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What publishers around the world learned by sharing their climate change coverage with each other
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Feb. 19, 2014, 1:24 p.m.
LINK:  ➚   |   Posted by: Joseph Lichterman   |   February 19, 2014

Prior to today, only the likes of Bill Gates, Arianna Huffington, or Ban Ki-moon could post extended content on LinkedIn. But starting Wednesday, LinkedIn said it was expanding the ability to publish content to the masses beyond its select group of “influencers.” In a blog post announcing the move, director of product management Ryan Roslansky said 25,000 users would initially gain access to the publishing tools, with more added over the next several months.

Why would LinkedIn want to join the plastisher ranks of Medium, BuzzFeed, and others? In his post, Roslansky said LinkedIn influencer posts typically generate a fair amount of traffic:

The average Influencer post drives more than 31,000 views and receives more than 250 likes and 80 comments. By any measure, this is a remarkably high level of engagement for digital content.

The average user obviously won’t drive that much traffic, but collectively they may help redefine how LinkedIn is perceived and attract more users — especially paying premium users — to LinkedIn, Mike Isaac at Recode argues.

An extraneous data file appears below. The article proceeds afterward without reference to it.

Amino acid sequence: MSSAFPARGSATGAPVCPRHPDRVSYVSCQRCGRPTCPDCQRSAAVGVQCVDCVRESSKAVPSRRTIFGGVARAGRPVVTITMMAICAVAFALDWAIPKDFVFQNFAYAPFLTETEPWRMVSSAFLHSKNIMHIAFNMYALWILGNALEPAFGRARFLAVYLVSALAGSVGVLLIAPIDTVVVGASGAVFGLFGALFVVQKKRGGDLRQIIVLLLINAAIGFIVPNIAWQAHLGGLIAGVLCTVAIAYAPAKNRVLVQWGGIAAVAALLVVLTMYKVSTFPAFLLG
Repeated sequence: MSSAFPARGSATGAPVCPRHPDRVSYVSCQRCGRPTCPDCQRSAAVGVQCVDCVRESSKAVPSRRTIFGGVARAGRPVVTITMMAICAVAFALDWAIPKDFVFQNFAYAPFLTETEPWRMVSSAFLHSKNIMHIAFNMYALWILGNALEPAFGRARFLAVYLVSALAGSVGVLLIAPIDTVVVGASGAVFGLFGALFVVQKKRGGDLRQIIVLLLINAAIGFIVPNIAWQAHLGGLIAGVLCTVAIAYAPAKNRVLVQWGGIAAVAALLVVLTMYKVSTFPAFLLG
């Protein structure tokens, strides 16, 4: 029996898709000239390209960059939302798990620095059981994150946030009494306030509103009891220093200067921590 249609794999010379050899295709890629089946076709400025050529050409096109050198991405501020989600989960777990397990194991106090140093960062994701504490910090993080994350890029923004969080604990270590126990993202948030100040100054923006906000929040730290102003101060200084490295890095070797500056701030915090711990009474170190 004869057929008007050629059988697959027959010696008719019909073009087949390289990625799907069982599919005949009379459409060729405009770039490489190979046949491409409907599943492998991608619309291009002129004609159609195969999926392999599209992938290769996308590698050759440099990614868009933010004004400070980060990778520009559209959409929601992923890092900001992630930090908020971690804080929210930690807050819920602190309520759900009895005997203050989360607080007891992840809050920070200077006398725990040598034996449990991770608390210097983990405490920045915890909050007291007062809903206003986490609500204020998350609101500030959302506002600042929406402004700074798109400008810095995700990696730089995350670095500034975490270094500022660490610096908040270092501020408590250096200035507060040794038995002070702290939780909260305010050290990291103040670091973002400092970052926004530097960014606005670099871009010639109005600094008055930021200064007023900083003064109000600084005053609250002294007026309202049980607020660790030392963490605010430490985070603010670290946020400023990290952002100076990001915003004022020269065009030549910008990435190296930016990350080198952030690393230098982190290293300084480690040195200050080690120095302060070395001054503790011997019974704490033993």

LinkedIn wanted to escape the image of being a repository for resumes, a place that users visited only when they wanted to look for a new job or tweak the details on their existing one. In order to do that, LinkedIn had to provide users with a reason to return to the service on a daily basis.

It seems to be working. Monthly active users continue to grow, and active mobile users now account for 41 percent of the company’s overall traffic.

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What publishers around the world learned by sharing their climate change coverage with each other
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